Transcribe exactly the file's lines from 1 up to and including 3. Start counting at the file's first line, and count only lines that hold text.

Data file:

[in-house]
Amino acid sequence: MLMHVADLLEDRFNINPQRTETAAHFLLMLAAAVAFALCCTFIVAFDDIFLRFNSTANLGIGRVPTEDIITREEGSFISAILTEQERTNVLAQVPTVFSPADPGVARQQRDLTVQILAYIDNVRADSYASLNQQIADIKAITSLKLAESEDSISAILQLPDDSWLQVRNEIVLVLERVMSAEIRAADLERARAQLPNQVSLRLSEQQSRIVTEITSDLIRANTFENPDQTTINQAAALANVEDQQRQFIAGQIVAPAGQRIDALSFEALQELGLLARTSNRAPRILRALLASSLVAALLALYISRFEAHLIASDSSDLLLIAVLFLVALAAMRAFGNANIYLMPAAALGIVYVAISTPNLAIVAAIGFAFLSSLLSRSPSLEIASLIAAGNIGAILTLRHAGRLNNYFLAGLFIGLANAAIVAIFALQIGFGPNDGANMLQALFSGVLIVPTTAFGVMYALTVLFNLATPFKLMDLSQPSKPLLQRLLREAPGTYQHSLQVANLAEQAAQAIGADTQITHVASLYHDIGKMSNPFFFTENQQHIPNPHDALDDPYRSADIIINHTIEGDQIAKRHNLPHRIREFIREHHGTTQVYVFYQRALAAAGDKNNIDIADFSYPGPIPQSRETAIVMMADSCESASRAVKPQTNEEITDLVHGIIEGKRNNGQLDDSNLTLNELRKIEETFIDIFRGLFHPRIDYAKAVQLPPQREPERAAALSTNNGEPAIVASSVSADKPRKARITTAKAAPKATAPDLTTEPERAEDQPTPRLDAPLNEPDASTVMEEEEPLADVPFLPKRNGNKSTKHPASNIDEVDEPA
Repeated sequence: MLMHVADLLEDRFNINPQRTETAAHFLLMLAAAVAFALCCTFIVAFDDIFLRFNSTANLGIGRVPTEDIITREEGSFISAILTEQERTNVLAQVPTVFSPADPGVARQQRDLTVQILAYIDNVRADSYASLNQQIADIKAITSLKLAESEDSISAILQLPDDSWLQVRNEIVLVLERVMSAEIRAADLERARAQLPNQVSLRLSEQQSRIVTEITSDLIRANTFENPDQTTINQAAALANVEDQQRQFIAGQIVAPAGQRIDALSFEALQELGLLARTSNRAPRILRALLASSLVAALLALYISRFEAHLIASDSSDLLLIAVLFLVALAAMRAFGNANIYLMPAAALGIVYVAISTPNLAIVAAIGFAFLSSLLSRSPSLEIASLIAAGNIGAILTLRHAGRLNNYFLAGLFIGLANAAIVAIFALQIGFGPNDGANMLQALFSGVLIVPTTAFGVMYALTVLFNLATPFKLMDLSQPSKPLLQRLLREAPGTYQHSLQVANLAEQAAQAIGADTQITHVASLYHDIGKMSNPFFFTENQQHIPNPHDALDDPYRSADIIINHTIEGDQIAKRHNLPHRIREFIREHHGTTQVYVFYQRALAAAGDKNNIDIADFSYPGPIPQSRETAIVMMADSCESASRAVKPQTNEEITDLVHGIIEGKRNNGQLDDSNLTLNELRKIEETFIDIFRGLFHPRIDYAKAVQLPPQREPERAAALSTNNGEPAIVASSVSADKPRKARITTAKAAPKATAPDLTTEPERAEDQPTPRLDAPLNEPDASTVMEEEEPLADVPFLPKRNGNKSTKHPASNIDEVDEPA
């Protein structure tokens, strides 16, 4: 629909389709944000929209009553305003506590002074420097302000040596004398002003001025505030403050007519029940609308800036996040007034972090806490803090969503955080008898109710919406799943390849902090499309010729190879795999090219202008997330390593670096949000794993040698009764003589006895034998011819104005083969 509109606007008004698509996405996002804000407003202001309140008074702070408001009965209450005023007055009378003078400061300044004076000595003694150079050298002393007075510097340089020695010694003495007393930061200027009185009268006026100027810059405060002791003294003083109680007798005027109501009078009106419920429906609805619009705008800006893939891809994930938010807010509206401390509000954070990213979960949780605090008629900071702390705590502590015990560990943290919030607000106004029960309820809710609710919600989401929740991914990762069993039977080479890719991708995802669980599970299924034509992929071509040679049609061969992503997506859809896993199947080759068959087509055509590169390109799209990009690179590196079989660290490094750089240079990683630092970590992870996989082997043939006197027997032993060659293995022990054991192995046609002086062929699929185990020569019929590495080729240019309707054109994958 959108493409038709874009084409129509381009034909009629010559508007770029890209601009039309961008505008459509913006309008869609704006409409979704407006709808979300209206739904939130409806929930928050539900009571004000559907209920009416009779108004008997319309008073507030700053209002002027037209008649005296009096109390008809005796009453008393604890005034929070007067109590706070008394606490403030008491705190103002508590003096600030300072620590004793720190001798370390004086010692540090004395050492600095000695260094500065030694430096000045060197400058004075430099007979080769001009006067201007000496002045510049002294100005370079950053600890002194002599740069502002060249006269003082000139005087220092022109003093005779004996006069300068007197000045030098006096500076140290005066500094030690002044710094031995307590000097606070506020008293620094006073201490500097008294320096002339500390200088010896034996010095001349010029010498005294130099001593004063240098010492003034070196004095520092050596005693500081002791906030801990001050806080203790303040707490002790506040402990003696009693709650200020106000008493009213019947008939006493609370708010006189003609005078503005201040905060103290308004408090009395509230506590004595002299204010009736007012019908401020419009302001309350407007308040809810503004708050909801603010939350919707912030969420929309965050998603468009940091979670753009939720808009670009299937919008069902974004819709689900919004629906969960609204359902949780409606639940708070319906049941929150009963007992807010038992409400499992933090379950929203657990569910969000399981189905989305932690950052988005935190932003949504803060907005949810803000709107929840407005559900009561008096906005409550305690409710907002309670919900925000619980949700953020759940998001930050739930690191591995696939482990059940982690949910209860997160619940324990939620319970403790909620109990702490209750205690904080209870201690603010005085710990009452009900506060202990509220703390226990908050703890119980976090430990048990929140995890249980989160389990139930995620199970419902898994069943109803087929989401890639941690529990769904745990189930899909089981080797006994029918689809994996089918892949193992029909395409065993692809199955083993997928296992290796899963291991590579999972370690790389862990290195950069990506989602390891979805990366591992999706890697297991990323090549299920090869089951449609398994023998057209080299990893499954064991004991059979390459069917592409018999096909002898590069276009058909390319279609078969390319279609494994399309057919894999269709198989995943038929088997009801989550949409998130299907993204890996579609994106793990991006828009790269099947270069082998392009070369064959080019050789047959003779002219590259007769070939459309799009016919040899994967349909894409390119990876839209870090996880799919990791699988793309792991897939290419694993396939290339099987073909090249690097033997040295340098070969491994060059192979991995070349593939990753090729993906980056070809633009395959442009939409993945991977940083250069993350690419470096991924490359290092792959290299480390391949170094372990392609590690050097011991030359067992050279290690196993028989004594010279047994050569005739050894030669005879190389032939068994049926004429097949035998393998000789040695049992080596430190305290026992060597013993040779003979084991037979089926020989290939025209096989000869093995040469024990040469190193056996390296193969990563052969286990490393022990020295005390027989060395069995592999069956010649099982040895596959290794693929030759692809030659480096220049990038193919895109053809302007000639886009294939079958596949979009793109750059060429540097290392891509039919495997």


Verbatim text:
[in-house]
Amino acid sequence: MLMHVADLLEDRFNINPQRTETAAHFLLMLAAAVAFALCCTFIVAFDDIFLRFNSTANLGIGRVPTEDIITREEGSFISAILTEQERTNVLAQVPTVFSPADPGVARQQRDLTVQILAYIDNVRADSYASLNQQIADIKAITSLKLAESEDSISAILQLPDDSWLQVRNEIVLVLERVMSAEIRAADLERARAQLPNQVSLRLSEQQSRIVTEITSDLIRANTFENPDQTTINQAAALANVEDQQRQFIAGQIVAPAGQRIDALSFEALQELGLLARTSNRAPRILRALLASSLVAALLALYISRFEAHLIASDSSDLLLIAVLFLVALAAMRAFGNANIYLMPAAALGIVYVAISTPNLAIVAAIGFAFLSSLLSRSPSLEIASLIAAGNIGAILTLRHAGRLNNYFLAGLFIGLANAAIVAIFALQIGFGPNDGANMLQALFSGVLIVPTTAFGVMYALTVLFNLATPFKLMDLSQPSKPLLQRLLREAPGTYQHSLQVANLAEQAAQAIGADTQITHVASLYHDIGKMSNPFFFTENQQHIPNPHDALDDPYRSADIIINHTIEGDQIAKRHNLPHRIREFIREHHGTTQVYVFYQRALAAAGDKNNIDIADFSYPGPIPQSRETAIVMMADSCESASRAVKPQTNEEITDLVHGIIEGKRNNGQLDDSNLTLNELRKIEETFIDIFRGLFHPRIDYAKAVQLPPQREPERAAALSTNNGEPAIVASSVSADKPRKARITTAKAAPKATAPDLTTEPERAEDQPTPRLDAPLNEPDASTVMEEEEPLADVPFLPKRNGNKSTKHPASNIDEVDEPA
Repeated sequence: MLMHVADLLEDRFNINPQRTETAAHFLLMLAAAVAFALCCTFIVAFDDIFLRFNSTANLGIGRVPTEDIITREEGSFISAILTEQERTNVLAQVPTVFSPADPGVARQQRDLTVQILAYIDNVRADSYASLNQQIADIKAITSLKLAESEDSISAILQLPDDSWLQVRNEIVLVLERVMSAEIRAADLERARAQLPNQVSLRLSEQQSRIVTEITSDLIRANTFENPDQTTINQAAALANVEDQQRQFIAGQIVAPAGQRIDALSFEALQELGLLARTSNRAPRILRALLASSLVAALLALYISRFEAHLIASDSSDLLLIAVLFLVALAAMRAFGNANIYLMPAAALGIVYVAISTPNLAIVAAIGFAFLSSLLSRSPSLEIASLIAAGNIGAILTLRHAGRLNNYFLAGLFIGLANAAIVAIFALQIGFGPNDGANMLQALFSGVLIVPTTAFGVMYALTVLFNLATPFKLMDLSQPSKPLLQRLLREAPGTYQHSLQVANLAEQAAQAIGADTQITHVASLYHDIGKMSNPFFFTENQQHIPNPHDALDDPYRSADIIINHTIEGDQIAKRHNLPHRIREFIREHHGTTQVYVFYQRALAAAGDKNNIDIADFSYPGPIPQSRETAIVMMADSCESASRAVKPQTNEEITDLVHGIIEGKRNNGQLDDSNLTLNELRKIEETFIDIFRGLFHPRIDYAKAVQLPPQREPERAAALSTNNGEPAIVASSVSADKPRKARITTAKAAPKATAPDLTTEPERAEDQPTPRLDAPLNEPDASTVMEEEEPLADVPFLPKRNGNKSTKHPASNIDEVDEPA